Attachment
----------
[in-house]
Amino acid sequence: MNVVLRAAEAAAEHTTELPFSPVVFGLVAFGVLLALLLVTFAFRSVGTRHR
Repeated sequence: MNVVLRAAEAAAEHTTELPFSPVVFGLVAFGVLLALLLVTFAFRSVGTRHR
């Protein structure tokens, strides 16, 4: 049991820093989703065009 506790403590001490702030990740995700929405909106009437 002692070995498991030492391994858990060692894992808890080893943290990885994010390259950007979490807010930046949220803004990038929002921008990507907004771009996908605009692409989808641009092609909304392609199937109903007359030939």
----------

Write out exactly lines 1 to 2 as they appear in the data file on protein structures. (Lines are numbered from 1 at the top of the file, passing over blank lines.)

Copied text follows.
[in-house]
Amino acid sequence: MNVVLRAAEAAAEHTTELPFSPVVFGLVAFGVLLALLLVTFAFRSVGTRHR